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UV lighting for nocturnal geckos, snakes and amphibians

To UV or not to UV?

There is an ongoing controversy over providing UVB light for nocturnal animals. The main point of the argument seems to be that the sun does not shine at night, so why provide artificial sunlight?

The trouble is that the question is not as simple as it first appears.

Very few animals never see the sun. At all. Ever. Some burrowing species, perhaps, or specially adapted cave geckos; species whose requirements are so specific that they don’t really fall under the discussion here, which is whether our common pet species should be provided with UV light. So which species are we talking about?

Leopard GeckoThe commonly kept nocturnal species include leopard geckos, crested geckos – most of the gecko family, with the obvious exception of the day geckos – skinks, corn snakes, royal pythons, king snakes, horned frogs, fire bellied toads, fire salamanders, and the various tree frog species.

Amphibians (frogs, toads, newts and salamanders) do seem to actively avoid strong UV light; a 2% UVB compact won’t do them any harm, but it doesn’t seem to do them any particular good, either. So it’s safe to say that, unless you are keeping them in a setup with live plants, that UV is very much optional.

Snakes vary tremendously in their exposure to natural sunlight. Most will occasionally be seen basking in the early morning sunlight to warm up after a night’s activity, although they will also make use of sun-warmed rocks (or road surfaces) after the sun has gone down. Different species have different activity levels at different times of day, so there isn’t really a rule of thumb that covers all snakes. However, it’s safe to say that by providing low levels of UVB you are replicating the occasional contact that they would have in the wild.

Snakes have the added advantage in that their diet automatically provides them with levels of vitamin D3 from the liver of their prey; this has always been the argument against providing them with artificial light. However, by giving them the opportunity to ‘top up’ in the same way they would in the wild we can only improve their overall health and general wellbeing.

Interestingly, my Mandarin Ratsnakes – a Chinese species renowned for their shy natures, and for remaining burrowed in leaf litter when given the chance – often come out to bask first thing in the morning when their lights come on. Because they like it cooler than a lot of other species, I use 2% UV compact bulbs, which don’t put out a lot of heat. So are they basking to gain benefit from the slightly raised temperature, or making use of the UV?

But it’s the nocturnal lizards where the discussion can get quite heated. It’s certainly true that leopard geckos have been kept and bred for many years without the use of UV light, and have done very well. Many of the largest, most successful leopard gecko  breeders in the world use rack systems where the geckos have no access to UV light, and they do just fine.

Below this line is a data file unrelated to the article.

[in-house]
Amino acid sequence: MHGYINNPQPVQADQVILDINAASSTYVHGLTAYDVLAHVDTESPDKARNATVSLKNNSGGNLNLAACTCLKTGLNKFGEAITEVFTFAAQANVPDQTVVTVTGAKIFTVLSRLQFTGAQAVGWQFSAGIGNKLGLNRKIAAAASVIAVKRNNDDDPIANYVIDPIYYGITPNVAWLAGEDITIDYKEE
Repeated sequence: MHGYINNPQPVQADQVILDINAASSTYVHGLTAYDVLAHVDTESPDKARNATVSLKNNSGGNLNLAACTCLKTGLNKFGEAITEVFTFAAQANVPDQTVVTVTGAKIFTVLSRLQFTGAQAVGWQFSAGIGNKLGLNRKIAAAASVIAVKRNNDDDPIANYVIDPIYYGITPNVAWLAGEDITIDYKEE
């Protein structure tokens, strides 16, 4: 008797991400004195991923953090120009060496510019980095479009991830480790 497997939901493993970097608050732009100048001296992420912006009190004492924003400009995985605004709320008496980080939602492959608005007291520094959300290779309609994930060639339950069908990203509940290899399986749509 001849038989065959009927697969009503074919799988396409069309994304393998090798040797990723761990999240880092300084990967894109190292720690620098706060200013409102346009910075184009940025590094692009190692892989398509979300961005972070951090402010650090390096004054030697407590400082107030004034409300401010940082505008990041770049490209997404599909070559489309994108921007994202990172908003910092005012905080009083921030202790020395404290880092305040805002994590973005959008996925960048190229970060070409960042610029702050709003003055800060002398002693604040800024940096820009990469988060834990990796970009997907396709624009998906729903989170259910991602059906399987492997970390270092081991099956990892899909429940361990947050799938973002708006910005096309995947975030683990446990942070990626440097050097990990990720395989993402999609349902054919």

Anyone who has worked with reptiles has, however, seen the other side of the coin all too frequently. Sometimes, it appears that these nocturnal lizards simply cannot metabolise the supplements we give them to mimic exposure to UV light. So even if the animal’s food is supplemented regularly with the correct amount of the correct formulation of multivitamin/multimineral powders it can still get sick… and metabolic bone disease (MBD) is a terrible, sad, debilitating condition that will eventually prove fatal for the unfortunate creature that has it.

We occasionally see MBD I geckos kept without UV light but I can’t think of any cases we have seen where UV light was provided.

Crested GeckoIn the wild a lot of these nocturnal animals aren’t totally hidden away from the light. Crested geckos hide amidst foliage at the end of branches, with at least part of their skin accessible to sunlight filtered through the canopy. Leopard geckos can be seen with either their heads or tails at the mouth of their caves, taking advantage of early morning or late afternoon sunlight.  Many species will be found hunting at dawn or dusk, where they are again exposed to sunlight; in no way is this the same strength of sunlight (and hence UV) found when a bearded dragon is sitting in the full blast of the Australian sunshine at midday!

By providing access to lower levels of UVB light, whether it’s from a traditional style strip light or a compact lamp, your pet can regulate its level of UV in the same way that it regulates its temperature. And while you should still keep up with the supplements, you can be sure that your pet is actually getting the full benefit of them. We want our pets to be healthy and happy, and it really does seem that by providing access to UV light we are maximising the chances of this.

For more information on UV light and why we should be providing it for more animals than we used to think, please see www.uvguide.co.uk – these guys really, really know what they’re talking about!

Here is a link to The Exotic Pet Vet Blog on the subject

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